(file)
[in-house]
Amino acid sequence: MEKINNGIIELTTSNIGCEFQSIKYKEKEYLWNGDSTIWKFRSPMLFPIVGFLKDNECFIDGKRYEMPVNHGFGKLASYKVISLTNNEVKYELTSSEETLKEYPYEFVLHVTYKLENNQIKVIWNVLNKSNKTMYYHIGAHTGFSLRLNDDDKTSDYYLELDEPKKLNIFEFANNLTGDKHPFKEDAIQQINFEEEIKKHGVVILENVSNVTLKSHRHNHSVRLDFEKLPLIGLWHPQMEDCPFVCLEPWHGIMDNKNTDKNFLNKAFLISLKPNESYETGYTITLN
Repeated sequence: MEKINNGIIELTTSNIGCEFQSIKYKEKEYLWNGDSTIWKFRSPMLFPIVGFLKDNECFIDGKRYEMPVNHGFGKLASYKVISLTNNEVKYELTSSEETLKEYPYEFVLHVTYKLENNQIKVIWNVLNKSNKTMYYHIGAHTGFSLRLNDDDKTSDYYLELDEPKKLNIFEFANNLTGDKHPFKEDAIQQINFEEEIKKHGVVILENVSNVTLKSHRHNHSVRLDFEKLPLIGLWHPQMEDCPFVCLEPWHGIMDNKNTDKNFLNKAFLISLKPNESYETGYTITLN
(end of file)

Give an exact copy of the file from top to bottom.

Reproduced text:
[in-house]
Amino acid sequence: MEKINNGIIELTTSNIGCEFQSIKYKEKEYLWNGDSTIWKFRSPMLFPIVGFLKDNECFIDGKRYEMPVNHGFGKLASYKVISLTNNEVKYELTSSEETLKEYPYEFVLHVTYKLENNQIKVIWNVLNKSNKTMYYHIGAHTGFSLRLNDDDKTSDYYLELDEPKKLNIFEFANNLTGDKHPFKEDAIQQINFEEEIKKHGVVILENVSNVTLKSHRHNHSVRLDFEKLPLIGLWHPQMEDCPFVCLEPWHGIMDNKNTDKNFLNKAFLISLKPNESYETGYTITLN
Repeated sequence: MEKINNGIIELTTSNIGCEFQSIKYKEKEYLWNGDSTIWKFRSPMLFPIVGFLKDNECFIDGKRYEMPVNHGFGKLASYKVISLTNNEVKYELTSSEETLKEYPYEFVLHVTYKLENNQIKVIWNVLNKSNKTMYYHIGAHTGFSLRLNDDDKTSDYYLELDEPKKLNIFEFANNLTGDKHPFKEDAIQQINFEEEIKKHGVVILENVSNVTLKSHRHNHSVRLDFEKLPLIGLWHPQMEDCPFVCLEPWHGIMDNKNTDKNFLNKAFLISLKPNESYETGYTITLN